With the rapid rise in confirmed Covid-19 coronavirus cases around the world and fatalities now not just in China, the recent desire by the Chinese government to reignite their economic engine from mid-February, while cases are still rising, may prove problematic. China has given notice to companies to restart operations across most of the country (the exception being the mass quarantine area of 40M people in the Hubei province – where Wuhan is the capital). If the incubation period is 14 days and the rate of cases is rising sharply still, then this economic activity regenerator move may exacerbate and escalate the number of cases and the virus contagion problem. Short term economic gain may prove to be a long term health pain. On February 17th Bloomberg reported that 50% of manufacturing plants were trying to reopen but many did not have medical equipment to check on returnees and their health status.
As China announced reactivation of their economy, WTI Crude oil prices recovered from the low of US$49.31/b two weeks ago to US$52.05/b as of Friday February 14th. We suspect that if the reactivation of business is premature and is reversed as more virus cases are announced, the price of crude should fall below US$49.31/b and decline into the low-US$40s. If China needs more time to get full control of the virus, stock markets in general may face continued disruption from this ‘Black Swan’ event. There are now ships waiting offshore in China to unload crude and LNG while others, waiting to leave ports in Middle East, are now being parked awaiting sailing orders.
We expect the next month or so will prove challenging for investors with a backdrop of more problems for China and worry about when their economy will recover as well as concern about the upcoming US Presidential election. The issue here is will a leftist Democrat like Bernie Sanders who vilifies Wall Street and corporations win the nomination or will a centrist like Mayor Pete or Mayor Mike gain the Dem’s mantle. If Bernie does well in the next few contests we expect this will get more attention as he blasts the fat cats on Wall Street and talks about much higher taxes on the wealthy and on corporations. It could get very ugly!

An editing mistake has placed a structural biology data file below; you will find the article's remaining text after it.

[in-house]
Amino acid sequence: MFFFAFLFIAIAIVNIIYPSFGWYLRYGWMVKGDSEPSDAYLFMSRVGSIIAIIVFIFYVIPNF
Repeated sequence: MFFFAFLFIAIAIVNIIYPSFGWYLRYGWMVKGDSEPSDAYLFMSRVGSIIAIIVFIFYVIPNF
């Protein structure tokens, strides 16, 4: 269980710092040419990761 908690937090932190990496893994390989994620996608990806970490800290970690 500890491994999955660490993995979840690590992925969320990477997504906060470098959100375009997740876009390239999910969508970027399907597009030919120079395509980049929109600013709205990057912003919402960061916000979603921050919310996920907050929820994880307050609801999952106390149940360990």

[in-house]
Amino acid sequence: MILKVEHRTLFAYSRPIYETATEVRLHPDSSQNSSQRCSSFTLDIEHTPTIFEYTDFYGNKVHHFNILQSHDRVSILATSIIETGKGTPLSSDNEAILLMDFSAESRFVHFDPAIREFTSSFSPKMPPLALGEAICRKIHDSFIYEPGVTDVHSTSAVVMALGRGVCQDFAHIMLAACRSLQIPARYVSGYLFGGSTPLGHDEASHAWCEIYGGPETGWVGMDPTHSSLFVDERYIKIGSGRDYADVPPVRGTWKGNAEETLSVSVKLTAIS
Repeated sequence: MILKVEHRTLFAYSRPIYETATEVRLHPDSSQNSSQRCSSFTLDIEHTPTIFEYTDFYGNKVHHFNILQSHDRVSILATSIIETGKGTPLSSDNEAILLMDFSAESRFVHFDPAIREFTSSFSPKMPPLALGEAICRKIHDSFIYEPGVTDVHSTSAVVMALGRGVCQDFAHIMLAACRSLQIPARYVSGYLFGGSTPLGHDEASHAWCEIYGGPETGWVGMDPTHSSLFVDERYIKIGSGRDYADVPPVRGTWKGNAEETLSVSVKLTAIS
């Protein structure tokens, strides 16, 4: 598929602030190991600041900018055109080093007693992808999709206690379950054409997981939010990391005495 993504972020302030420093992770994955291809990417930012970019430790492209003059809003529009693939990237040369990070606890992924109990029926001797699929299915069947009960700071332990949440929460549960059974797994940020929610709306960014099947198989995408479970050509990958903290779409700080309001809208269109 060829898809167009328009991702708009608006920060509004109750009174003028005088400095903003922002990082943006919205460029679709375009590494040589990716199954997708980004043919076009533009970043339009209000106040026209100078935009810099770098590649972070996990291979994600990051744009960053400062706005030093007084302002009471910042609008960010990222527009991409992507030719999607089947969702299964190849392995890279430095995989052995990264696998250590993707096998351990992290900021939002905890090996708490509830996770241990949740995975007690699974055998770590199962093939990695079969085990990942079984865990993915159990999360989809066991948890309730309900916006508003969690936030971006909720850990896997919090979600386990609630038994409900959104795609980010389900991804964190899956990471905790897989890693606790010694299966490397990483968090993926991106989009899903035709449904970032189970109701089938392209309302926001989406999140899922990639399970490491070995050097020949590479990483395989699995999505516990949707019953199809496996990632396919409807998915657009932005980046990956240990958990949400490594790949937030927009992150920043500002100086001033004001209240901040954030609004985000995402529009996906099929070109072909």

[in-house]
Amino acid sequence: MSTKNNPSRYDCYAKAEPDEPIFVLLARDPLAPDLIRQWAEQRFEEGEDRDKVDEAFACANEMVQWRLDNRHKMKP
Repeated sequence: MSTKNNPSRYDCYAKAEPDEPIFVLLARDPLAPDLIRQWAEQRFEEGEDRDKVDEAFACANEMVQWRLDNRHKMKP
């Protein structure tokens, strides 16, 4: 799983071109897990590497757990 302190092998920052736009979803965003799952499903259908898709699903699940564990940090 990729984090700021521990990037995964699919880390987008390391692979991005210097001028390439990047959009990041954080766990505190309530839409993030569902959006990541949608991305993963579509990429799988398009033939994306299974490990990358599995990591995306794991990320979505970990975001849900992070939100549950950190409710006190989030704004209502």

A bit more downside pressure could provide us with the S&P Energy Bullish Percent Index falling below 10% (now 36% and down from the recent high of 64%, four weeks ago). The S&P TSX Energy Index, now at 130, could fall to the 115-120 level during this last phase of the decline. If so, we expect to add quite a few new investment recommendations to our Action Alert BUY list and we will send out Action Alerts to subscribers.
During the last 30 days we have nibbled on some of the names we currently own in our personal portfolios and plan to add some of the new names after waiting the requisite five business days after we send notice to subscribers of the new ideas via Action BUY Alerts. We have cash on the sidelines for now and remain patient waiting for the low risk Energy Bullish Percent Index <10% to kick in.
The World Outlook Financial Conference in Vancouver was another wonderful success for Michael Campbell and his team. On the energy side 10 companies presented and they were very well received.